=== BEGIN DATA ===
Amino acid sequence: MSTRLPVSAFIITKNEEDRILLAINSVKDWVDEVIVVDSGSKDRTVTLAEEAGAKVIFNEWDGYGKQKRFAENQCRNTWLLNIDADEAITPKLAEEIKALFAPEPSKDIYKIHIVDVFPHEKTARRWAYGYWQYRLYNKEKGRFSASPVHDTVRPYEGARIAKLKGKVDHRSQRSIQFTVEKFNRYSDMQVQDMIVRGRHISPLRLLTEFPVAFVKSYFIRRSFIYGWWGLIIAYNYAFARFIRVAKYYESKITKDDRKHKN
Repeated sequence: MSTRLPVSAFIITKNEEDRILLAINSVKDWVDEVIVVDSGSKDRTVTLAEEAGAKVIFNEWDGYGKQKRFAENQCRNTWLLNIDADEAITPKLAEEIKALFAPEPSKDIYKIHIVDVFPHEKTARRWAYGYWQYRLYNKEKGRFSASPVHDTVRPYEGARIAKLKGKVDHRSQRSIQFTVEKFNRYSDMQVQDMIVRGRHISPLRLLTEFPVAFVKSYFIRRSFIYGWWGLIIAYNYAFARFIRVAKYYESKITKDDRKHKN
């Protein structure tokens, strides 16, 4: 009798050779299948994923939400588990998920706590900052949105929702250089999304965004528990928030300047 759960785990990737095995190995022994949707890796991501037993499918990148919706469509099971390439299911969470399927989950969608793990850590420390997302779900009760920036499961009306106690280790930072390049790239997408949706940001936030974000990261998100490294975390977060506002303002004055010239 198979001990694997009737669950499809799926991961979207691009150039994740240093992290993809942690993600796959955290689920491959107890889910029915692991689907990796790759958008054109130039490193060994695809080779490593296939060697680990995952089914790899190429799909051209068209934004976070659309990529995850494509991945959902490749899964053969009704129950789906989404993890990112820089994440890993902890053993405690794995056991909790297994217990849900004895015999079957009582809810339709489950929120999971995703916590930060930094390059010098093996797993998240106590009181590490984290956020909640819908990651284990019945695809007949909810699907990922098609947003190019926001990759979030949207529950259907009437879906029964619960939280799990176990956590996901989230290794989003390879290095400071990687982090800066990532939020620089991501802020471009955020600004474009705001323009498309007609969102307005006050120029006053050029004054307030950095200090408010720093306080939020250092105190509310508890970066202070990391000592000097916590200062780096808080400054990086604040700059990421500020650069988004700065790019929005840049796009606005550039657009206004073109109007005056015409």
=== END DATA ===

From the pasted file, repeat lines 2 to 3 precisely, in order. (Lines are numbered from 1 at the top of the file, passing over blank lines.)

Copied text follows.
Repeated sequence: MSTRLPVSAFIITKNEEDRILLAINSVKDWVDEVIVVDSGSKDRTVTLAEEAGAKVIFNEWDGYGKQKRFAENQCRNTWLLNIDADEAITPKLAEEIKALFAPEPSKDIYKIHIVDVFPHEKTARRWAYGYWQYRLYNKEKGRFSASPVHDTVRPYEGARIAKLKGKVDHRSQRSIQFTVEKFNRYSDMQVQDMIVRGRHISPLRLLTEFPVAFVKSYFIRRSFIYGWWGLIIAYNYAFARFIRVAKYYESKITKDDRKHKN
């Protein structure tokens, strides 16, 4: 009798050779299948994923939400588990998920706590900052949105929702250089999304965004528990928030300047 759960785990990737095995190995022994949707890796991501037993499918990148919706469509099971390439299911969470399927989950969608793990850590420390997302779900009760920036499961009306106690280790930072390049790239997408949706940001936030974000990261998100490294975390977060506002303002004055010239 198979001990694997009737669950499809799926991961979207691009150039994740240093992290993809942690993600796959955290689920491959107890889910029915692991689907990796790759958008054109130039490193060994695809080779490593296939060697680990995952089914790899190429799909051209068209934004976070659309990529995850494509991945959902490749899964053969009704129950789906989404993890990112820089994440890993902890053993405690794995056991909790297994217990849900004895015999079957009582809810339709489950929120999971995703916590930060930094390059010098093996797993998240106590009181590490984290956020909640819908990651284990019945695809007949909810699907990922098609947003190019926001990759979030949207529950259907009437879906029964619960939280799990176990956590996901989230290794989003390879290095400071990687982090800066990532939020620089991501802020471009955020600004474009705001323009498309007609969102307005006050120029006053050029004054307030950095200090408010720093306080939020250092105190509310508890970066202070990391000592000097916590200062780096808080400054990086604040700059990421500020650069988004700065790019929005840049796009606005550039657009206004073109109007005056015409």